(iii)    Faecal coliform count
       (iv)     E. coli count
       (v)      Salmonella
       (vi)     Yeast count
       (vii)    Mould count
       (viii)   Staphylococcus aureus count and
       (ix)     Pseudomonas aeruginosa count



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BSJ Results

        (i)    None of the pathogens for which the samples were assessed was
               detected.
       (ii)    The tested samples were found to be microbiologically satisfactory.
      (iii)    Chemical analyses met and exceeded the manufacturer’s label claim
      (iv)     No harmful toxic elements were detected in the analyzed samples.
               The product is safe.

(b)   Scientific Research Council

The Scientific Research Council independently conducted its own microbiological
testing of the fertilizer for:

      (i)      Aerobic Plate Count
      (ii)     Total coliform
      (iii)    Faecal coliforms and E. coli

SRC Results

  I. The analyses show the absence of
        a. Total coliform,
        b. Faecal coliform and
        c. E.coli in the fertilizer. (Coliforms are indicator organisms for other
           pathogens.)
 II. Therefore, the absence of coliforms indicate a safe product

(c)   Department of Microbiology, U.W.I.

The UWI conducted tests for:

      (i)     Salmonella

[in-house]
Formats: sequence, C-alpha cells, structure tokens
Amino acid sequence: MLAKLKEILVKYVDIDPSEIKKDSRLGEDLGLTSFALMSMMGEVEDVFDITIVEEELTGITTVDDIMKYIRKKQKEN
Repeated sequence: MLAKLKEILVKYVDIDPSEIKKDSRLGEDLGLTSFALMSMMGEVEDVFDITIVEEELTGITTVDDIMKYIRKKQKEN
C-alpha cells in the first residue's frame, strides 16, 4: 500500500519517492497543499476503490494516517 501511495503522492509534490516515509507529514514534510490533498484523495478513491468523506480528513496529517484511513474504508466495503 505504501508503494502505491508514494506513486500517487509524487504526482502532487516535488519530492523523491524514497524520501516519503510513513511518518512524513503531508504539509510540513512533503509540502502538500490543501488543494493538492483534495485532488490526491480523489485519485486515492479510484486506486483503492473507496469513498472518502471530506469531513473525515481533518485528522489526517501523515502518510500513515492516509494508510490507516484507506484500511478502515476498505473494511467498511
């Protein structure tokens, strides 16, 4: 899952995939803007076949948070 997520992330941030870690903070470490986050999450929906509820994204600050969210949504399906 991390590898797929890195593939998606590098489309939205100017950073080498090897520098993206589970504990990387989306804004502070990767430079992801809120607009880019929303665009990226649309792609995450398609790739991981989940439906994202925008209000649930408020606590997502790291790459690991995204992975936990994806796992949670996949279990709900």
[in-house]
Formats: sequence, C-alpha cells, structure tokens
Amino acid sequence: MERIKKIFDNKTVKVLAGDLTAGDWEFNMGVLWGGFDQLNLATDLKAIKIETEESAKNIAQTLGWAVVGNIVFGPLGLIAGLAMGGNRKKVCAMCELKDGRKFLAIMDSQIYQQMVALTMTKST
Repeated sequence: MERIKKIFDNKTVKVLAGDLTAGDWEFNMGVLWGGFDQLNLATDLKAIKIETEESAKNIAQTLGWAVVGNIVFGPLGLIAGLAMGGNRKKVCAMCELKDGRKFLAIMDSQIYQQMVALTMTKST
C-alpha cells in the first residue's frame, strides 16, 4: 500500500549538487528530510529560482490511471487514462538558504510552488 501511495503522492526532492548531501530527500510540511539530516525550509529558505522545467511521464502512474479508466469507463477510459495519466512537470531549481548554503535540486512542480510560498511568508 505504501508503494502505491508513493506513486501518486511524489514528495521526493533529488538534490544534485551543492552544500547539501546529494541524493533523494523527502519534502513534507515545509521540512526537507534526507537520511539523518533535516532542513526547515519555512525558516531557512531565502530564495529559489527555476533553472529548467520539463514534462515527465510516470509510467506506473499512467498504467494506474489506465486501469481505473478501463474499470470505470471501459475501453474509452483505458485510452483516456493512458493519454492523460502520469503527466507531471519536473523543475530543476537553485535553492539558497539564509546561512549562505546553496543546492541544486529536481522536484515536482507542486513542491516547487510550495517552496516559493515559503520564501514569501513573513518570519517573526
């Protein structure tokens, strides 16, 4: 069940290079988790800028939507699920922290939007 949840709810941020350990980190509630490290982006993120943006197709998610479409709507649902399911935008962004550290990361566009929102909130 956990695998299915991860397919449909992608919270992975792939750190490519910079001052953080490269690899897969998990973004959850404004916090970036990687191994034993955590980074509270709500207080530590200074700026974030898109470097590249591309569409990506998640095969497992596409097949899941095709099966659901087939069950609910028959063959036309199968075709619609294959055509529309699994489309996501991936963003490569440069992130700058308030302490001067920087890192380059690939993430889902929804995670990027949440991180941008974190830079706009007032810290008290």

(ii)    Shioblla
      (iii)   Campylobacter
      (iv)    Selected Ova
      (v)     Selected Cysts
      (vi)    Other Pathogens


UWI Results

All results were negative for the micro-organisms tested.

The findings by the BSJ, SRC and UWI will reassure the Opposition Spokesman on
Agriculture and the Jamaican people that the imported fertilizer is safe.


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6.0   Summary of Main Programmes for the 2009/2010 Financial Year
The Ministry considers its intervention in the fertilizer problem as successful. Since
the local producer announced a price reduction in November 2008, the company has
maintained those prices even in face of devaluation of the Jamaican Dollar. The
Ministry considers the prices now being charged by the local producer as
reasonable.


The Minister of Industry, Investment and Commerce recently met with
representatives of the local producer and indicated that the Ministry is in support of
foreign direct investment and provided prices of the company’s fertilizer remain
reasonable and affordable to the farming community, the Ministry would not import
fertilizer. The company has given its assurance that it is committed to the Jamaican
market and will endeavour to price its product competitively so that farmers can
obtain fertilizer at reasonable prices and that the company can make a fair return on
its investment.




Karl Samuda
Minister of Industry, Investment and Commerce
Tabled in Parliament on April 29, 2009




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JAMAICA COMMODITY TRADING COMPANY




  Mr. N. Josephs open a container of fertilizer for customs officer




                     Staff unpacking fertilizer